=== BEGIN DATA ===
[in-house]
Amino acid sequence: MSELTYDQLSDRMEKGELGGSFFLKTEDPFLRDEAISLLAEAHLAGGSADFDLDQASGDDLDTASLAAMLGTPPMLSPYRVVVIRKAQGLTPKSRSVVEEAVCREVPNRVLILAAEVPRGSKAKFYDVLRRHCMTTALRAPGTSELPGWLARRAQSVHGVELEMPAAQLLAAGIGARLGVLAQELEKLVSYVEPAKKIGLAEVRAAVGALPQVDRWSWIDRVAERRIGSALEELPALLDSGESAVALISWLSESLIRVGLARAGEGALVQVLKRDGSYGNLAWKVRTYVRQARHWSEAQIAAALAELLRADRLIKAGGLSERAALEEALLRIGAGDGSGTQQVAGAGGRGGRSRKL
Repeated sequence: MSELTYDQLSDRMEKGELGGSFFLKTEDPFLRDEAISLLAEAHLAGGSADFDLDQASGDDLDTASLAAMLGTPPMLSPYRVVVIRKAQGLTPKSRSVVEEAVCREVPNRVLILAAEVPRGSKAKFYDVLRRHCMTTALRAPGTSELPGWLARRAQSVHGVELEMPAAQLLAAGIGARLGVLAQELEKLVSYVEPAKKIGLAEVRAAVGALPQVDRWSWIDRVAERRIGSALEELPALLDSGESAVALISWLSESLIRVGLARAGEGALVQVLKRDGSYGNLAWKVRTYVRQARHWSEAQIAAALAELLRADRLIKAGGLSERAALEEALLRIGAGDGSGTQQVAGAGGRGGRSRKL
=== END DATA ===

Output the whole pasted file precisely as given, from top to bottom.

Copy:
[in-house]
Amino acid sequence: MSELTYDQLSDRMEKGELGGSFFLKTEDPFLRDEAISLLAEAHLAGGSADFDLDQASGDDLDTASLAAMLGTPPMLSPYRVVVIRKAQGLTPKSRSVVEEAVCREVPNRVLILAAEVPRGSKAKFYDVLRRHCMTTALRAPGTSELPGWLARRAQSVHGVELEMPAAQLLAAGIGARLGVLAQELEKLVSYVEPAKKIGLAEVRAAVGALPQVDRWSWIDRVAERRIGSALEELPALLDSGESAVALISWLSESLIRVGLARAGEGALVQVLKRDGSYGNLAWKVRTYVRQARHWSEAQIAAALAELLRADRLIKAGGLSERAALEEALLRIGAGDGSGTQQVAGAGGRGGRSRKL
Repeated sequence: MSELTYDQLSDRMEKGELGGSFFLKTEDPFLRDEAISLLAEAHLAGGSADFDLDQASGDDLDTASLAAMLGTPPMLSPYRVVVIRKAQGLTPKSRSVVEEAVCREVPNRVLILAAEVPRGSKAKFYDVLRRHCMTTALRAPGTSELPGWLARRAQSVHGVELEMPAAQLLAAGIGARLGVLAQELEKLVSYVEPAKKIGLAEVRAAVGALPQVDRWSWIDRVAERRIGSALEELPALLDSGESAVALISWLSESLIRVGLARAGEGALVQVLKRDGSYGNLAWKVRTYVRQARHWSEAQIAAALAELLRADRLIKAGGLSERAALEEALLRIGAGDGSGTQQVAGAGGRGGRSRKL